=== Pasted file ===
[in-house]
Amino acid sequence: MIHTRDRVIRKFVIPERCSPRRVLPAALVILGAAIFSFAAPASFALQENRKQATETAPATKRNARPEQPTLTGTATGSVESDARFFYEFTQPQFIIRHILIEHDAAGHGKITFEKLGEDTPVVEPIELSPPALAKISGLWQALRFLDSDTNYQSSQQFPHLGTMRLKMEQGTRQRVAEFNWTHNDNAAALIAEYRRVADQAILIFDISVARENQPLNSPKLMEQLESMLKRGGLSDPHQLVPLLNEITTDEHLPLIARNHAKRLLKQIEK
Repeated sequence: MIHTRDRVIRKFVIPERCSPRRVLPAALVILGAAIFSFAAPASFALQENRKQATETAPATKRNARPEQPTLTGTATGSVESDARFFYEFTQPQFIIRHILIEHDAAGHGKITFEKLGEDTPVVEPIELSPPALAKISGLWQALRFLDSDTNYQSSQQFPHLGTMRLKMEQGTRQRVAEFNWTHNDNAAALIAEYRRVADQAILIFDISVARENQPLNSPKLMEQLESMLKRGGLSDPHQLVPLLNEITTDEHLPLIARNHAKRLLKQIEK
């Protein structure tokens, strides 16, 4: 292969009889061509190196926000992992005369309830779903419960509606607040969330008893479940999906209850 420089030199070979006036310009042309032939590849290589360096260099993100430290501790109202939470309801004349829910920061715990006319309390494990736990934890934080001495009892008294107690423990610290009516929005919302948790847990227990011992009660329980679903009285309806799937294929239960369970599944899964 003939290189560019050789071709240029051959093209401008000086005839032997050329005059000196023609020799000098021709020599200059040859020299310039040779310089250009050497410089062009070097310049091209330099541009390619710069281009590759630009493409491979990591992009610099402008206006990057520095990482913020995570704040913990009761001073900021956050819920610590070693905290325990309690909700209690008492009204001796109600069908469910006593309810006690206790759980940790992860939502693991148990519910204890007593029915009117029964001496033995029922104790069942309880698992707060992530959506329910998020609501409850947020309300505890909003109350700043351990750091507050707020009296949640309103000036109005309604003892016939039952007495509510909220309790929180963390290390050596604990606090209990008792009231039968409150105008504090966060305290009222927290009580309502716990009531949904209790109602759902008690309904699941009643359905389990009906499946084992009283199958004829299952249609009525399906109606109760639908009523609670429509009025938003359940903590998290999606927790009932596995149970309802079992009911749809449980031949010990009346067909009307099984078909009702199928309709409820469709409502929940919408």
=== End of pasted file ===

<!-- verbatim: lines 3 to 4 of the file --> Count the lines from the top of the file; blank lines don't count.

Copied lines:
Repeated sequence: MIHTRDRVIRKFVIPERCSPRRVLPAALVILGAAIFSFAAPASFALQENRKQATETAPATKRNARPEQPTLTGTATGSVESDARFFYEFTQPQFIIRHILIEHDAAGHGKITFEKLGEDTPVVEPIELSPPALAKISGLWQALRFLDSDTNYQSSQQFPHLGTMRLKMEQGTRQRVAEFNWTHNDNAAALIAEYRRVADQAILIFDISVARENQPLNSPKLMEQLESMLKRGGLSDPHQLVPLLNEITTDEHLPLIARNHAKRLLKQIEK
């Protein structure tokens, strides 16, 4: 292969009889061509190196926000992992005369309830779903419960509606607040969330008893479940999906209850 420089030199070979006036310009042309032939590849290589360096260099993100430290501790109202939470309801004349829910920061715990006319309390494990736990934890934080001495009892008294107690423990610290009516929005919302948790847990227990011992009660329980679903009285309806799937294929239960369970599944899964 003939290189560019050789071709240029051959093209401008000086005839032997050329005059000196023609020799000098021709020599200059040859020299310039040779310089250009050497410089062009070097310049091209330099541009390619710069281009590759630009493409491979990591992009610099402008206006990057520095990482913020995570704040913990009761001073900021956050819920610590070693905290325990309690909700209690008492009204001796109600069908469910006593309810006690206790759980940790992860939502693991148990519910204890007593029915009117029964001496033995029922104790069942309880698992707060992530959506329910998020609501409850947020309300505890909003109350700043351990750091507050707020009296949640309103000036109005309604003892016939039952007495509510909220309790929180963390290390050596604990606090209990008792009231039968409150105008504090966060305290009222927290009580309502716990009531949904209790109602759902008690309904699941009643359905389990009906499946084992009283199958004829299952249609009525399906109606109760639908009523609670429509009025938003359940903590998290999606927790009932596995149970309802079992009911749809449980031949010990009346067909009307099984078909009702199928309709409820469709409502929940919408």